But the Bench noted that regarding the costs of inquiry/inspection, Rule 66(5) insists on a recommendation of the officer conducting the inquiry or inspection to the Registrar as to the manner in which the costs or part thereof may be apportioned amongst the parties. The Rule stipulates that the Registrar shall pass such orders thereon as may be considered just, after giving a reasonable opportunity of being heard to the society, person or persons concerned.

It was observed that the word "thereon" in the last sentence of the Rule gives an answer to the question. From the Rules, it could be seen that the opportunity of being heard provided for in the last sentence of the Rule can only be with reference to the recommendation mentioned in the previous sentence of the Rule as regards the costs of the inquiry or inspection.

"It is all the more so since, as noted in Aravindakshan Nair (supra), separate hearing is required to be given in terms of the relevant provisions of the Act before taking further action based on the report of inquiry or inspection, whether it be under Section 32 or Section 68, if the Registrar chooses to do so acting upon the report, except as regards the manner of apportionment of cost."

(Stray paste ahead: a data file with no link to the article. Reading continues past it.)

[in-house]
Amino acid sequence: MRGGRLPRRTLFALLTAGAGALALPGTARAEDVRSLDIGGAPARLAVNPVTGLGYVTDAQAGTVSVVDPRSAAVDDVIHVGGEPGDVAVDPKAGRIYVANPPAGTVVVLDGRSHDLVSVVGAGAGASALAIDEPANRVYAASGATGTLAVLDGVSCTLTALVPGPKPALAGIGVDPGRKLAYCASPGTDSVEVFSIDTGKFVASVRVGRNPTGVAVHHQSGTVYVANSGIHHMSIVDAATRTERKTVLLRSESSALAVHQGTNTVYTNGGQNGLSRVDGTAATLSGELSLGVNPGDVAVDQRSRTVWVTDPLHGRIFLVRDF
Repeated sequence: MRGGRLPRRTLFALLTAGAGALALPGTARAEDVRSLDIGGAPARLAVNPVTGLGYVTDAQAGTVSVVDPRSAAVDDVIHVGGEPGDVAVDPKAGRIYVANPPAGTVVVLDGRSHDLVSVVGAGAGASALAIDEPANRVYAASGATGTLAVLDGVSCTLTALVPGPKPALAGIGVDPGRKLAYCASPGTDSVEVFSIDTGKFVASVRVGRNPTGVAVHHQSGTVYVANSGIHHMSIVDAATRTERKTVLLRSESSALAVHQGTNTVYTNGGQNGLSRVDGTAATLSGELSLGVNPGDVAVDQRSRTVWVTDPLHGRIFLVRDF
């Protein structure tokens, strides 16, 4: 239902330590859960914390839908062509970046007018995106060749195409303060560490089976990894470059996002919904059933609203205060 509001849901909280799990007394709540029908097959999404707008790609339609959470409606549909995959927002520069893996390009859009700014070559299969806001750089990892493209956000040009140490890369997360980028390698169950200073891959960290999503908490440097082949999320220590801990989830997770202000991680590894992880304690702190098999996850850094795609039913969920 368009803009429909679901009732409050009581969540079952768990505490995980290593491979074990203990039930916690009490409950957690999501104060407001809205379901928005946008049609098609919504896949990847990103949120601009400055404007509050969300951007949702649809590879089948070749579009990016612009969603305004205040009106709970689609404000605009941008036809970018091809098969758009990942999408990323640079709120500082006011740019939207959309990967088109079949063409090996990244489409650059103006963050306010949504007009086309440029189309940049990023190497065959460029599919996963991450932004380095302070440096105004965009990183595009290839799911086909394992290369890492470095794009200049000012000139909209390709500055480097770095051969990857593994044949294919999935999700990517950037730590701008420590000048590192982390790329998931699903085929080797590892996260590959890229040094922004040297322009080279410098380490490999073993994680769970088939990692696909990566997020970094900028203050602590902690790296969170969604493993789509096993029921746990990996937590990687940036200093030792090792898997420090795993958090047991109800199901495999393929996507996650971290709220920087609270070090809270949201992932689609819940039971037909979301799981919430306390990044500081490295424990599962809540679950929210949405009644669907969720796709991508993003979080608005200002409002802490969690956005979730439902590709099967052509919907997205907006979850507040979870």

The Court added that the difference that an opportunity of hearing before a tentative decision is taken on the report as to the further course of action would make to persons against whom an adverse report is filed, may not be of any relevance in the matter of interpreting Rule 66(5), for if the rule does not provide for the same, such a hearing cannot be claimed.

Likewise, the question of whether there exists any reason for confining the opportunity of being heard provided for in the Rule to the aspect of apportionment of costs of inquiry or inspection also loses its relevance in the light of the finding in the preceding paragraph that the Rule provides for an opportunity of being heard only on the aspect of apportionment of costs.

In short, the bench did not find any reason to doubt the correctness of the decision in Aravindakshan Nair. Therefore, the precedent was upheld. 

Case Title: Reji K. Joshy & Ors. v. Joint Registrar of Cooperative Societies & Ors.

Citation: 2022 LiveLaw (Ker) 182

Click Here To Read/Download The Order